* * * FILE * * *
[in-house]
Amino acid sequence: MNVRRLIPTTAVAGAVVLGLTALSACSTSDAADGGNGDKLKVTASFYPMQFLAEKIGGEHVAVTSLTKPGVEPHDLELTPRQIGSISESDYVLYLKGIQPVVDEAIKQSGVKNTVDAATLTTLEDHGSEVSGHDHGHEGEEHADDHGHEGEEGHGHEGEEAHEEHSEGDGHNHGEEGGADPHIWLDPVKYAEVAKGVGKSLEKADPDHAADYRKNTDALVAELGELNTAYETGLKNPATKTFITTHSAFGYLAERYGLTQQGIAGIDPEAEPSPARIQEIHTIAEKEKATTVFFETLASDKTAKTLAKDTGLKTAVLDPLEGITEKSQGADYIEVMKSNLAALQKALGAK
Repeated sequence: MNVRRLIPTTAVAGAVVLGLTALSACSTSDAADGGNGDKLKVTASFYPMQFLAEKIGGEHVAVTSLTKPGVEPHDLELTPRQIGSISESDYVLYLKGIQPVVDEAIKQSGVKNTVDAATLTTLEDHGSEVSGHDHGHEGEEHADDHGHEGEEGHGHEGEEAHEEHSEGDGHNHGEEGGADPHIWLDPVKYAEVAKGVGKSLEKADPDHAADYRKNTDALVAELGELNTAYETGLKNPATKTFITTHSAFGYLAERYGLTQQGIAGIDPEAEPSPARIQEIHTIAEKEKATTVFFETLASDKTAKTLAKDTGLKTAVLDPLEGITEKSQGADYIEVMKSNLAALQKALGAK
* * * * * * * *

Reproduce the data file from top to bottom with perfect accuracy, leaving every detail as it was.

[in-house]
Amino acid sequence: MNVRRLIPTTAVAGAVVLGLTALSACSTSDAADGGNGDKLKVTASFYPMQFLAEKIGGEHVAVTSLTKPGVEPHDLELTPRQIGSISESDYVLYLKGIQPVVDEAIKQSGVKNTVDAATLTTLEDHGSEVSGHDHGHEGEEHADDHGHEGEEGHGHEGEEAHEEHSEGDGHNHGEEGGADPHIWLDPVKYAEVAKGVGKSLEKADPDHAADYRKNTDALVAELGELNTAYETGLKNPATKTFITTHSAFGYLAERYGLTQQGIAGIDPEAEPSPARIQEIHTIAEKEKATTVFFETLASDKTAKTLAKDTGLKTAVLDPLEGITEKSQGADYIEVMKSNLAALQKALGAK
Repeated sequence: MNVRRLIPTTAVAGAVVLGLTALSACSTSDAADGGNGDKLKVTASFYPMQFLAEKIGGEHVAVTSLTKPGVEPHDLELTPRQIGSISESDYVLYLKGIQPVVDEAIKQSGVKNTVDAATLTTLEDHGSEVSGHDHGHEGEEHADDHGHEGEEGHGHEGEEAHEEHSEGDGHNHGEEGGADPHIWLDPVKYAEVAKGVGKSLEKADPDHAADYRKNTDALVAELGELNTAYETGLKNPATKTFITTHSAFGYLAERYGLTQQGIAGIDPEAEPSPARIQEIHTIAEKEKATTVFFETLASDKTAKTLAKDTGLKTAVLDPLEGITEKSQGADYIEVMKSNLAALQKALGAK